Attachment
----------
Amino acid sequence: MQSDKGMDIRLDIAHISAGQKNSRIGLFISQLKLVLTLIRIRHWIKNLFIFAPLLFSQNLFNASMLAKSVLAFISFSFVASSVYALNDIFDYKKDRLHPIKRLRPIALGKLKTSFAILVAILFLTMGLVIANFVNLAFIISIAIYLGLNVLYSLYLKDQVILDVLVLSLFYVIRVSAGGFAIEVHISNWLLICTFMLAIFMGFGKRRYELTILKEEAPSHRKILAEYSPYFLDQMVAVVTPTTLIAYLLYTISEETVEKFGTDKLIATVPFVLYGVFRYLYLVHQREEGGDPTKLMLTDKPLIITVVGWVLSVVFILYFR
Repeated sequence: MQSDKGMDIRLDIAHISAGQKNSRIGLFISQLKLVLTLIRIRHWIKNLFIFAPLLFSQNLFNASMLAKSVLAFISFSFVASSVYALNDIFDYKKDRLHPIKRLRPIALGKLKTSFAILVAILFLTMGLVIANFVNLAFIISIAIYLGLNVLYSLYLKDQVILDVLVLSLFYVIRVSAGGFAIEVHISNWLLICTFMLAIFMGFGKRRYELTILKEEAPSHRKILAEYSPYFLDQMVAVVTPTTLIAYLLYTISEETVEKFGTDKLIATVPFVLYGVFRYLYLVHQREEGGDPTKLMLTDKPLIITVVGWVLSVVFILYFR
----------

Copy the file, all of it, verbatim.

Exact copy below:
Amino acid sequence: MQSDKGMDIRLDIAHISAGQKNSRIGLFISQLKLVLTLIRIRHWIKNLFIFAPLLFSQNLFNASMLAKSVLAFISFSFVASSVYALNDIFDYKKDRLHPIKRLRPIALGKLKTSFAILVAILFLTMGLVIANFVNLAFIISIAIYLGLNVLYSLYLKDQVILDVLVLSLFYVIRVSAGGFAIEVHISNWLLICTFMLAIFMGFGKRRYELTILKEEAPSHRKILAEYSPYFLDQMVAVVTPTTLIAYLLYTISEETVEKFGTDKLIATVPFVLYGVFRYLYLVHQREEGGDPTKLMLTDKPLIITVVGWVLSVVFILYFR
Repeated sequence: MQSDKGMDIRLDIAHISAGQKNSRIGLFISQLKLVLTLIRIRHWIKNLFIFAPLLFSQNLFNASMLAKSVLAFISFSFVASSVYALNDIFDYKKDRLHPIKRLRPIALGKLKTSFAILVAILFLTMGLVIANFVNLAFIISIAIYLGLNVLYSLYLKDQVILDVLVLSLFYVIRVSAGGFAIEVHISNWLLICTFMLAIFMGFGKRRYELTILKEEAPSHRKILAEYSPYFLDQMVAVVTPTTLIAYLLYTISEETVEKFGTDKLIATVPFVLYGVFRYLYLVHQREEGGDPTKLMLTDKPLIITVVGWVLSVVFILYFR